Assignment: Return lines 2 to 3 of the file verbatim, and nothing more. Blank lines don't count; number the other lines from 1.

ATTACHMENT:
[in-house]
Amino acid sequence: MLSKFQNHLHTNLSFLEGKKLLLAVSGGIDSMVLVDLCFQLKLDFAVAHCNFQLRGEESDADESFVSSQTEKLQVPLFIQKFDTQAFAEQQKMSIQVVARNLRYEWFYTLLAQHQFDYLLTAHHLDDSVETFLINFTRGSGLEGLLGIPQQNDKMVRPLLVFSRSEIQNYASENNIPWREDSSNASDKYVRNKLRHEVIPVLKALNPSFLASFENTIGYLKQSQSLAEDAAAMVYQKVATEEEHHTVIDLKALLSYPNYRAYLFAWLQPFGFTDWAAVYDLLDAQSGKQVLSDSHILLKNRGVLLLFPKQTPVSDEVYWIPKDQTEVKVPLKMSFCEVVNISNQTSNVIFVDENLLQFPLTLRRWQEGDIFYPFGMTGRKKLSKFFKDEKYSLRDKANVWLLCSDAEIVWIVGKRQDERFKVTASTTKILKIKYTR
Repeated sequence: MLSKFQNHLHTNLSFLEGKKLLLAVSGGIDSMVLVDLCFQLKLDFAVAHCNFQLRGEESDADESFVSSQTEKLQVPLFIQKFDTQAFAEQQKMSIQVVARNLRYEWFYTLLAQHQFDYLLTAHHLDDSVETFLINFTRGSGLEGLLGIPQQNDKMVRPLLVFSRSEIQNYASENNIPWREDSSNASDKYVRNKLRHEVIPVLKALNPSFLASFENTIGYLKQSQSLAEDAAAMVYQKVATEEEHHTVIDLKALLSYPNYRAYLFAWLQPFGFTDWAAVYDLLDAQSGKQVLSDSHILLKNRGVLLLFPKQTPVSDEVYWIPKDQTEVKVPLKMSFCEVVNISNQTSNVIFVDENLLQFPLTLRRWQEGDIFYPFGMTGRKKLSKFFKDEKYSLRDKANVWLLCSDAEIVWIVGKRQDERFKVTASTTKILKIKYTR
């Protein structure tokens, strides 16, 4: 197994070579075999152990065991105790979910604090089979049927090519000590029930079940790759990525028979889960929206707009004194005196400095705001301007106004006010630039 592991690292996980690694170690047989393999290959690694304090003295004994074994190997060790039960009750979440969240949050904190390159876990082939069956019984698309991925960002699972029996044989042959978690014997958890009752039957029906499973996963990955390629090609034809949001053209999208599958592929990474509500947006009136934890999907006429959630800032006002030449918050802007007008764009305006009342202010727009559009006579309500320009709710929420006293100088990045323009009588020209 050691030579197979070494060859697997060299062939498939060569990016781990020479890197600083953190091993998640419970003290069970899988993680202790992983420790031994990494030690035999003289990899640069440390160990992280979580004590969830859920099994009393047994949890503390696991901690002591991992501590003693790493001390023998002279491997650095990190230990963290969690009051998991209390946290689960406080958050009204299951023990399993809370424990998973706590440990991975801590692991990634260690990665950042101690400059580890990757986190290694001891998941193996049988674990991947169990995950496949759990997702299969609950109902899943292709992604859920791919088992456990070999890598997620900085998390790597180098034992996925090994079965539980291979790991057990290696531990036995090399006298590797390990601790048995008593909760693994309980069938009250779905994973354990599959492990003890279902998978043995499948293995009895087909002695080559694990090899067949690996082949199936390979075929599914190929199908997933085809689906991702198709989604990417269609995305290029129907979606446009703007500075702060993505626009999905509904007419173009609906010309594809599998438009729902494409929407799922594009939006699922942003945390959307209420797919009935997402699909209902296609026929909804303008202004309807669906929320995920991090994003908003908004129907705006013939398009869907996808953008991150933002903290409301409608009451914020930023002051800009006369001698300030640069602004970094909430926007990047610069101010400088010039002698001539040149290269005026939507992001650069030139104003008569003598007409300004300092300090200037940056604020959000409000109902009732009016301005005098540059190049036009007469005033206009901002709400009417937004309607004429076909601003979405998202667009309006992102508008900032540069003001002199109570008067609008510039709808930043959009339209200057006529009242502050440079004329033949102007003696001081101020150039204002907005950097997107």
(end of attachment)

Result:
Amino acid sequence: MLSKFQNHLHTNLSFLEGKKLLLAVSGGIDSMVLVDLCFQLKLDFAVAHCNFQLRGEESDADESFVSSQTEKLQVPLFIQKFDTQAFAEQQKMSIQVVARNLRYEWFYTLLAQHQFDYLLTAHHLDDSVETFLINFTRGSGLEGLLGIPQQNDKMVRPLLVFSRSEIQNYASENNIPWREDSSNASDKYVRNKLRHEVIPVLKALNPSFLASFENTIGYLKQSQSLAEDAAAMVYQKVATEEEHHTVIDLKALLSYPNYRAYLFAWLQPFGFTDWAAVYDLLDAQSGKQVLSDSHILLKNRGVLLLFPKQTPVSDEVYWIPKDQTEVKVPLKMSFCEVVNISNQTSNVIFVDENLLQFPLTLRRWQEGDIFYPFGMTGRKKLSKFFKDEKYSLRDKANVWLLCSDAEIVWIVGKRQDERFKVTASTTKILKIKYTR
Repeated sequence: MLSKFQNHLHTNLSFLEGKKLLLAVSGGIDSMVLVDLCFQLKLDFAVAHCNFQLRGEESDADESFVSSQTEKLQVPLFIQKFDTQAFAEQQKMSIQVVARNLRYEWFYTLLAQHQFDYLLTAHHLDDSVETFLINFTRGSGLEGLLGIPQQNDKMVRPLLVFSRSEIQNYASENNIPWREDSSNASDKYVRNKLRHEVIPVLKALNPSFLASFENTIGYLKQSQSLAEDAAAMVYQKVATEEEHHTVIDLKALLSYPNYRAYLFAWLQPFGFTDWAAVYDLLDAQSGKQVLSDSHILLKNRGVLLLFPKQTPVSDEVYWIPKDQTEVKVPLKMSFCEVVNISNQTSNVIFVDENLLQFPLTLRRWQEGDIFYPFGMTGRKKLSKFFKDEKYSLRDKANVWLLCSDAEIVWIVGKRQDERFKVTASTTKILKIKYTR